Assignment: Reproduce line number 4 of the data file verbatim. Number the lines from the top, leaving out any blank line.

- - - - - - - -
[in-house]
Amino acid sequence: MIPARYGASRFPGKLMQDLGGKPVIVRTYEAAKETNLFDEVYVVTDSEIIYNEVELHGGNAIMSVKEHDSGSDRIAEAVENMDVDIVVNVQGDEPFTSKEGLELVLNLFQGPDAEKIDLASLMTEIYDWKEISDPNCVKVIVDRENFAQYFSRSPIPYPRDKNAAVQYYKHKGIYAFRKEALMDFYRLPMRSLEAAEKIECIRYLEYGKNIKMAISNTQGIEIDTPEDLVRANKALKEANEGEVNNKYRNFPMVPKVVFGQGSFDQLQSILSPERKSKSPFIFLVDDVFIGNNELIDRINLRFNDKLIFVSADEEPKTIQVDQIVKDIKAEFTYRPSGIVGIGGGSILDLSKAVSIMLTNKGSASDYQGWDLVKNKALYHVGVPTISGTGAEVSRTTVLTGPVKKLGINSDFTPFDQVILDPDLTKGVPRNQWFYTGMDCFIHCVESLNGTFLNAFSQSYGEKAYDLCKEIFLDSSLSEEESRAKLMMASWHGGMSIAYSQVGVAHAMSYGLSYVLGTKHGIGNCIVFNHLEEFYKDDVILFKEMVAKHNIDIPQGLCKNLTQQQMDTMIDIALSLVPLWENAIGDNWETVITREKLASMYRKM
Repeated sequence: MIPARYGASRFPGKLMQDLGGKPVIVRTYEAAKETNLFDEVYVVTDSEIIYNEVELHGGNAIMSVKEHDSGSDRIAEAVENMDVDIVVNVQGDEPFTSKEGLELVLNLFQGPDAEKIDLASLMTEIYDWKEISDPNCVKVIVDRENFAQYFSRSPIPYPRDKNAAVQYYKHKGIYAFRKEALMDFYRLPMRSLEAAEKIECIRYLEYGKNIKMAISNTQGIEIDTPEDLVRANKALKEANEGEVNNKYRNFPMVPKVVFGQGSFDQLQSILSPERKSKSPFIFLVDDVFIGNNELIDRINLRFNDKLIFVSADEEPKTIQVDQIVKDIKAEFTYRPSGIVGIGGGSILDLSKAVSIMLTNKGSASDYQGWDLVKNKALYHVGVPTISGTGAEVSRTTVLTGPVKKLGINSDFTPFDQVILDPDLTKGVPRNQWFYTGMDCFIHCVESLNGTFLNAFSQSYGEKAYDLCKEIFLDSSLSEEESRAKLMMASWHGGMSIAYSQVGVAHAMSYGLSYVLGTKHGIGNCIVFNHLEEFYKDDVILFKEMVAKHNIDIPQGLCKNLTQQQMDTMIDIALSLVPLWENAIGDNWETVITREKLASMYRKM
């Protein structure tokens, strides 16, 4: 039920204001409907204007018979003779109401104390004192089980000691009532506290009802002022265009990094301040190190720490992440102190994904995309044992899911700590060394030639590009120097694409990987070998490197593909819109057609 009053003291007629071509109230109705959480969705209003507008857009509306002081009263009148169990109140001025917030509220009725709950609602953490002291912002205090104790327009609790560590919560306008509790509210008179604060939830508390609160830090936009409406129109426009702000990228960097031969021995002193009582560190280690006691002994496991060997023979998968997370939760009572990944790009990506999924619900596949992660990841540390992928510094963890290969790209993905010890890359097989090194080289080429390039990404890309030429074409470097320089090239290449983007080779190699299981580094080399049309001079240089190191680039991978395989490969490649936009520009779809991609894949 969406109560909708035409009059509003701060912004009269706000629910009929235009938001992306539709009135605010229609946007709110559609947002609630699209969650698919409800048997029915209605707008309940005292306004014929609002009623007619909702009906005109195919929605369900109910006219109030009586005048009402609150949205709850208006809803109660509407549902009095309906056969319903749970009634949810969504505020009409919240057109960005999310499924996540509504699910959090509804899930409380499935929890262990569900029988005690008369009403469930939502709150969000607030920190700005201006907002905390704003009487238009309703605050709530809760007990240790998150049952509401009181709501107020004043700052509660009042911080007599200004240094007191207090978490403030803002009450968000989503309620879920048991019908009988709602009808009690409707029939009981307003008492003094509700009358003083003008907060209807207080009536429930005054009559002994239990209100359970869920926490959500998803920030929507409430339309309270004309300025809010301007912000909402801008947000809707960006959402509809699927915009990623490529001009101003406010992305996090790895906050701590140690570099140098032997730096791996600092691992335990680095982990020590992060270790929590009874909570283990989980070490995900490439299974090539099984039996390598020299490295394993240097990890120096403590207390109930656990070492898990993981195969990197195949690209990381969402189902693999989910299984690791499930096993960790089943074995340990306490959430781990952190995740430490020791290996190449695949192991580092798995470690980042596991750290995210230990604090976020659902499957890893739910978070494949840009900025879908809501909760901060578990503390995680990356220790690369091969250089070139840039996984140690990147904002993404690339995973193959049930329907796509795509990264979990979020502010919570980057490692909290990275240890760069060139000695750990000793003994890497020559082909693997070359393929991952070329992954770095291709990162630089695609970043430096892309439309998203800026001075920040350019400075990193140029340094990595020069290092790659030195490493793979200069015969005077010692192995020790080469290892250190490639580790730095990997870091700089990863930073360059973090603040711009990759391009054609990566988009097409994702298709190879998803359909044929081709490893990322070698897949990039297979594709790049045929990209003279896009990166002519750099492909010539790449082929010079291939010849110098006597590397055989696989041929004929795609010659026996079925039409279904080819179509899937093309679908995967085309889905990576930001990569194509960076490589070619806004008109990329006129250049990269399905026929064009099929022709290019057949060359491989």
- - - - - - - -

């Protein structure tokens, strides 16, 4: 039920204001409907204007018979003779109401104390004192089980000691009532506290009802002022265009990094301040190190720490992440102190994904995309044992899911700590060394030639590009120097694409990987070998490197593909819109057609 009053003291007629071509109230109705959480969705209003507008857009509306002081009263009148169990109140001025917030509220009725709950609602953490002291912002205090104790327009609790560590919560306008509790509210008179604060939830508390609160830090936009409406129109426009702000990228960097031969021995002193009582560190280690006691002994496991060997023979998968997370939760009572990944790009990506999924619900596949992660990841540390992928510094963890290969790209993905010890890359097989090194080289080429390039990404890309030429074409470097320089090239290449983007080779190699299981580094080399049309001079240089190191680039991978395989490969490649936009520009779809991609894949 969406109560909708035409009059509003701060912004009269706000629910009929235009938001992306539709009135605010229609946007709110559609947002609630699209969650698919409800048997029915209605707008309940005292306004014929609002009623007619909702009906005109195919929605369900109910006219109030009586005048009402609150949205709850208006809803109660509407549902009095309906056969319903749970009634949810969504505020009409919240057109960005999310499924996540509504699910959090509804899930409380499935929890262990569900029988005690008369009403469930939502709150969000607030920190700005201006907002905390704003009487238009309703605050709530809760007990240790998150049952509401009181709501107020004043700052509660009042911080007599200004240094007191207090978490403030803002009450968000989503309620879920048991019908009988709602009808009690409707029939009981307003008492003094509700009358003083003008907060209807207080009536429930005054009559002994239990209100359970869920926490959500998803920030929507409430339309309270004309300025809010301007912000909402801008947000809707960006959402509809699927915009990623490529001009101003406010992305996090790895906050701590140690570099140098032997730096791996600092691992335990680095982990020590992060270790929590009874909570283990989980070490995900490439299974090539099984039996390598020299490295394993240097990890120096403590207390109930656990070492898990993981195969990197195949690209990381969402189902693999989910299984690791499930096993960790089943074995340990306490959430781990952190995740430490020791290996190449695949192991580092798995470690980042596991750290995210230990604090976020659902499957890893739910978070494949840009900025879908809501909760901060578990503390995680990356220790690369091969250089070139840039996984140690990147904002993404690339995973193959049930329907796509795509990264979990979020502010919570980057490692909290990275240890760069060139000695750990000793003994890497020559082909693997070359393929991952070329992954770095291709990162630089695609970043430096892309439309998203800026001075920040350019400075990193140029340094990595020069290092790659030195490493793979200069015969005077010692192995020790080469290892250190490639580790730095990997870091700089990863930073360059973090603040711009990759391009054609990566988009097409994702298709190879998803359909044929081709490893990322070698897949990039297979594709790049045929990209003279896009990166002519750099492909010539790449082929010079291939010849110098006597590397055989696989041929004929795609010659026996079925039409279904080819179509899937093309679908995967085309889905990576930001990569194509960076490589070619806004008109990329006129250049990269399905026929064009099929022709290019057949060359491989």